A Slick Little Parable

“Can’t we all just get along?” is a quote attributed to Rodney King.  It was part of the aftermath of his encounter with the police after a high-speed car chase on March 3, 1991. Although those weren’t his exact words, but instead an expression that was whittled down from a longer statement he made, the sentiment has spawned widespread use of the phrase. Its simplicity is as compelling as the resolution to the problem is elusive. It would be hard to find people who would disagree that finding some way for all of us to ensure positive relationships with one another would be a good idea. God certainly thinks so.

To describe our Creator as basically relational would be an understatement of proportions that cannot be surpassed. The entire world, and the universe that it inhabits is a gigantic collection of interactive, interdependent systems and sub-systems designed to work in harmony with each other. So are we as individuals, and so is every potential arrangement of associations between us and others. That creates a problem because in spite of Rodney King’s suggestive question, we don’t always get along very well. While sometimes our differences can be appealing, they carry with them the potential to be more than a little irritating. Perhaps you’ve noticed that. I’d like to suggest an analogy—a kind of modern day parable, if you will, that has something to say about the situation.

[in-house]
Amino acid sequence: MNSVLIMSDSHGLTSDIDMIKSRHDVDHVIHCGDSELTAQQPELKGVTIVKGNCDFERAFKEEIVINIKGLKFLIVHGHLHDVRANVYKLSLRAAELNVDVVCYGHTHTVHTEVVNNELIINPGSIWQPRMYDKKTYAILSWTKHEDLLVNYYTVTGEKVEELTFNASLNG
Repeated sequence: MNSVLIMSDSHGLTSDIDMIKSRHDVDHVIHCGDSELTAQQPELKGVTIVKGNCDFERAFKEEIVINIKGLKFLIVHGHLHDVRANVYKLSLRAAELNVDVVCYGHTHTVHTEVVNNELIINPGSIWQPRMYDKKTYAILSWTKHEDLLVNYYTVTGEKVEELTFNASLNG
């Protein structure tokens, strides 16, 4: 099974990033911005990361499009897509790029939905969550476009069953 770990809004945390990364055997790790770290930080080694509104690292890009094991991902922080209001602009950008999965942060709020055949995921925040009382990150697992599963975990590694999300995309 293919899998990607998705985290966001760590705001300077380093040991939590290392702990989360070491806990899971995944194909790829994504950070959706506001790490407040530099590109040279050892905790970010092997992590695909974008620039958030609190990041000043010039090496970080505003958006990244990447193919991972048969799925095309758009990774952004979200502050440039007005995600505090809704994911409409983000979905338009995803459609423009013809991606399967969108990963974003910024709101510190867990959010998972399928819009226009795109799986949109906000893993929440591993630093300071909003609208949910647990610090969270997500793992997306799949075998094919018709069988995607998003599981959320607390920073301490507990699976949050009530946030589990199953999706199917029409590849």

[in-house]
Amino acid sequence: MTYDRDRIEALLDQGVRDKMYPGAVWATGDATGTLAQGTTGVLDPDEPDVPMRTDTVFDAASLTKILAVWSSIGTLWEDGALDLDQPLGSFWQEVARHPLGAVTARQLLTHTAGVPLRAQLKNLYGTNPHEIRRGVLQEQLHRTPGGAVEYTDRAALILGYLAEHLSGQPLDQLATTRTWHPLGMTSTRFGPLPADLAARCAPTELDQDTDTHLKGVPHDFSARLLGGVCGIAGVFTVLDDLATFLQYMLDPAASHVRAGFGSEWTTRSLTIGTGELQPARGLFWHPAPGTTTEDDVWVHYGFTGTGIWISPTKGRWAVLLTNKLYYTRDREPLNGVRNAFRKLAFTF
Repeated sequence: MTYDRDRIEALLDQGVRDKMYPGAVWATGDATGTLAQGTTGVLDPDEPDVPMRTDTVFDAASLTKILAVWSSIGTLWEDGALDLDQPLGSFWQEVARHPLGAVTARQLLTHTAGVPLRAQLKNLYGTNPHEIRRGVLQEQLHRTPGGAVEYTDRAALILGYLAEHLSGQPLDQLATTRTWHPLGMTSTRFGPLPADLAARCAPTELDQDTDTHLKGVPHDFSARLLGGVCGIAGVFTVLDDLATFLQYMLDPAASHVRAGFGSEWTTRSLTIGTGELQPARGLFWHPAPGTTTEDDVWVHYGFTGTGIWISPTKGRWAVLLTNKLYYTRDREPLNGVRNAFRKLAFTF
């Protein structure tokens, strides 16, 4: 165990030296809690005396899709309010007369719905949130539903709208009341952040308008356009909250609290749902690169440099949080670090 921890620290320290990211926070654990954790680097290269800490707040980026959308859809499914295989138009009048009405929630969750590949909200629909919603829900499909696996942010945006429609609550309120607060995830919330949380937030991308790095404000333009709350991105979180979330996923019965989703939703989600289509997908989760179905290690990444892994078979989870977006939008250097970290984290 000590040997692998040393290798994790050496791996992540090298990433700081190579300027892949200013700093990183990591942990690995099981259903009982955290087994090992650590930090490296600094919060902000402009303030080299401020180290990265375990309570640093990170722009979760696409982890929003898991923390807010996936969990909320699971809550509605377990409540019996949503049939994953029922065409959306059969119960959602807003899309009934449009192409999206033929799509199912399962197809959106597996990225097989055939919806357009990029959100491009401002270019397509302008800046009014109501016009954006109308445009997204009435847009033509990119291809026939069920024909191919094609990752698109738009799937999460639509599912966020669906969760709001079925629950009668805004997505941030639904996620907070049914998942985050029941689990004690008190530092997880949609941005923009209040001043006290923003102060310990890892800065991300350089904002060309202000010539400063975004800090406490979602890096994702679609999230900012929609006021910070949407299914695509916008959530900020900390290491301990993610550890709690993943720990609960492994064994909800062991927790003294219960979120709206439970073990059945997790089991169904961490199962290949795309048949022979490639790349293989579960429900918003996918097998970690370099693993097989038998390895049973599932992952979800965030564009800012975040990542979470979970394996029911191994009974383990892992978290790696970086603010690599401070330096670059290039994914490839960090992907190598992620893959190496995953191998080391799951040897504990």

When my uncle was teaching me to work on internal combustion engines, I was fascinated by the array of different parts that were encased in that large hunk of iron and steel. In order for the engine to accomplish its purpose, i.e. to produce real and usable power, its design necessitated the inclusion of a lot of different parts, and many of those parts had to be able to move. They were shaped differently, made of different kinds of materials, and they moved in different ways, some side to side, some up and down, and some in a circular motion—lots of differences. If those moving pieces could have been allowed to do their thing without coming into direct contact with any of the other pieces, it would have simplified everything, and they would have lasted forever. The problem is that the engine couldn’t possibly have worked that way.

Unfortunately, in order for it to produce any useable power, that divergent bunch of parts had to work in very close contact with other parts. Pistons had to move up and down in contact with cylinder walls. Crankshafts had to move round and round in direct contact with piston rods. Valves had to be physically pushed up and down by a cam shaft, and so on, and so on. The parts tended not to like that arrangement. All that close contact produced friction, which produced heat, which produced wear, which could eventually lock up every system, stop all productive movement, and shut the whole thing down.

Slick Little Idea

Image by Ron Gallagher, Ed.S.